Last Updated: September 10, 2019
Looking to feast on charcoal-grilled burgers in the East?
You’ll find it in this unassuming HDB coffeeshop at The Social Outcast in Tampines.
It’s not every day you get to see a Muslim-owned business in a coffeeshop—with a charcoal & hickory wood grill oven.
I met up with the spunky owners Mint and Noelle, who left the corporate world in favour of this fiercely independent venture. By doing things their way, they hope to shake up the halal food scene and shift away from the perception that halal burgers “must be like Ramly burgers”.
The Outcast Chef, Mint (with his wicked sense of humour), shared a few amusing customer stories with us.
Many have questioned the absence of a MUIS halal certificate, to which he responds, “Well, we are a 100% Muslim-owned business serving halal food.”
In other words, take it or leave it. Naysayers, trolls, and unsolicited comments won’t be entertained. After all, surviving in the F&B industry is challenging enough.
It was time to let the food do the talking, starting with some Sides and Small Bites.
The Spicy Chicken Drumlets (S$5.90) certainly looked inviting, having been slathered in a glossy BBQ sauce. Spicy, tangy, and moist with a flavour profile similiar to that of buffalo wings, the first thing that came to mind was “bar snack”.
There was one underdone drumlet with reddish meat—a small inconsistency issue.
Balance is key in every meat-heavy menu.
The no-frills, lightly-seasoned Japanese Cherry-Tomato Salad (S$3.90) parades juicy and not-too-sweet tomatoes; they were the perfect palate cleanser.
One Small Bite you MUST order is the Crispy Chicken Skin (S$3.90).
Tossed in an umami Japanese roasted seaweed seasoning, these crunchy morsels of deep-fried goodness were seriously addictive.
I hate to admit it, but I (almost) singlehandedly finished the entire portion. It was just that good.
Craving for carbs? The Spicy Shrimp Aglio Olio (S$8.90), with plump herb marinated shrimp, cherry tomato, basil, and chilli padi, is a classic.
Everyone has their favourite rendition of aglio e olio. This respectable version managed to hold its own, being garlicky, peppery and well-balanced with a manageable spice level.
A non-spicy option is also available.
I actually preferred the surprisingly light Basil Pesto with Grilled Portobello Mushroom (S$8.90).
Pesto is something I used to scorn, but my appreciation for it has grown by leaps and bounds.
My dining partner and I were immediately hit by a burst of fresh herbaceousness.
She couldn’t stop singing praises of the juicy portobello mushroom, which imparted a soft, subtle earthiness to this already aromatic dish.
I’ve had my fair share of bad pesto pasta (both the gluey and excessively oily kind), but this left a favourable impression on me.
Finally, it was time to move on to the big boys.
Mint’s hatred for vegetables gave rise to this irresistible creation: the French Onion & Mushroom Beef (S$10.90).
For real though, every component was outstanding.
I could go on and on about those sauteed mushrooms and gorgeously caramelised French onions with a rich and deep sweetness. That remarkably juicy beef patty and the buttery brioche bun? Both were simply delectable.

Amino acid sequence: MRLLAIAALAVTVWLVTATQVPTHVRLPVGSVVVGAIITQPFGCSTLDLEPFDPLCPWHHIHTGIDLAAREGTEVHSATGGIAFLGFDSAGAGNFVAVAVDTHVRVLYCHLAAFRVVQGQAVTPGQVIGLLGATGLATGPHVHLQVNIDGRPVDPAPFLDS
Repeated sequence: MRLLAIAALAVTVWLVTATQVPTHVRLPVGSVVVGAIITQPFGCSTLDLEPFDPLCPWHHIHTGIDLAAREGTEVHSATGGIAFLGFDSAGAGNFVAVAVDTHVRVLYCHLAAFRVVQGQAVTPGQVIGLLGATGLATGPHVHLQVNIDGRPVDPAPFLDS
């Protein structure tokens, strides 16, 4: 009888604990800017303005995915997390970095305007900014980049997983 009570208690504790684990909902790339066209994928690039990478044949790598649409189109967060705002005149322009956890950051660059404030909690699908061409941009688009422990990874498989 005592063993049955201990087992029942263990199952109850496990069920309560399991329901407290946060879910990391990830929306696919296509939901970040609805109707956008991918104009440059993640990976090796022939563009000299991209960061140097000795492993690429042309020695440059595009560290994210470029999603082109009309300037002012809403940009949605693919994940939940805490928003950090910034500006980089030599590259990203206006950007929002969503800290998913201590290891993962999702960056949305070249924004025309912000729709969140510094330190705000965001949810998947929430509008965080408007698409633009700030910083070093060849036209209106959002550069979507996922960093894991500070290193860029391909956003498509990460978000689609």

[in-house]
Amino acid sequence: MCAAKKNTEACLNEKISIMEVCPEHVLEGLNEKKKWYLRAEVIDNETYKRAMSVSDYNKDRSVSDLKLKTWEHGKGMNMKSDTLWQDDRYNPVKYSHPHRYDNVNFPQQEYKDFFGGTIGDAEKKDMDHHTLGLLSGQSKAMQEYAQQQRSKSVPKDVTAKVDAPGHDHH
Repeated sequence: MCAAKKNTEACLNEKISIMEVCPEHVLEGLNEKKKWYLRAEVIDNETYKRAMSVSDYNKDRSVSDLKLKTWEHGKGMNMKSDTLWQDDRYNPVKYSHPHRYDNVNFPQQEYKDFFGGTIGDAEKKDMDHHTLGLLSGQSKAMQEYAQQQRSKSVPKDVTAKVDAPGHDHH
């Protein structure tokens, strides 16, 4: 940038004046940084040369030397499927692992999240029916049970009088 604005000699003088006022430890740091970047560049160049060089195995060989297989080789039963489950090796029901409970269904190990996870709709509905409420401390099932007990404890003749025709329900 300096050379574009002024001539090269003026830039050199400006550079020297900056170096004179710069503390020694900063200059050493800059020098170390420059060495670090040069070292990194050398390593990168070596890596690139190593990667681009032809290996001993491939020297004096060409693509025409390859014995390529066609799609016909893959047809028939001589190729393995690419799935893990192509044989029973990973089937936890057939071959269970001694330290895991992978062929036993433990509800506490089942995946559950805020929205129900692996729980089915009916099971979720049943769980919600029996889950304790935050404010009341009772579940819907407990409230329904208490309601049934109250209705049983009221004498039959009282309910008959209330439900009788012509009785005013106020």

In short, this is THE go-to burger, for times when you are need of some instant gratification.
Oh yes, all burgers come with a side of crunchy BBQ Chips with Meze Cod Roe (taramasalata). This creamy yogurt-based, affectionately termed “pink sauce” was tangy and mildly sweet, a refreshing alternative to mentaiko sauce.
We moved on to the rather aesthetically pleasing Smoked Dried Chipotle & Guacamole Beef (S$10.90).
A funky flavour profile for sure, but this didn’t really appeal to me.
I was ready to welcome the tomato, alfalfa, and smoked dried chipotle with open arms, but ended up being struck by fiery, numbing spice. It was slightly overwhelming, leaving me unable to properly appreciate the beef.
Luckily, the layer of creamy guacamole helped to tone down the heat a little.
Next up was the vegetarian-friendly Sesame Mayo Portobello (S$8.90).
Its main attraction demanded all our undivided attention, and rightfully so.
Creamy, juicy and luscious, the grilled portobello mushroom boasted a “fatty” texture akin to well-marbled meat.
Working in sync with the tomato, mozzarella cheese, alfalfa, and sesame mayo, it was successful in establishing itself as a fully-fledged burger patty. In our eyes, at least.
The brioche buns had somehow been amplified by the portobello, clad in a certain smokiness that was strangely close to wok hei.
Last but not least, we dived into the exciting Teriyaki Unagi (S$15.90).
Now, where else have you seen an unagi burger? Are fish burgers even relevant anymore?
Charcoal-grilled till caramelised, these seductively smoky slabs of alfalfa-topped unagi left me reeling. Now I know—unagi wedged in between brioche buns yield sheer, unadulterated bliss.
In fact, it might be a little too decadent for some.
Gone are the days of the archetypal Western food stall. It’s time for budding industry game-changers like The Social Outcast to change the way we think about halal food.
I foresee that the residents of Tampines won’t be the only ones flocking here for some delicious charcoal-grilled burgers.
Oh, and West-siders, it’s totally worth the trek to the East.
Expected Damage: S$20 — S$25 per pax
Our Rating: 4 / 5
The Social Outcast
280 Tampines Street 22, Singapore 520280
280 Tampines Street 22, Singapore 520280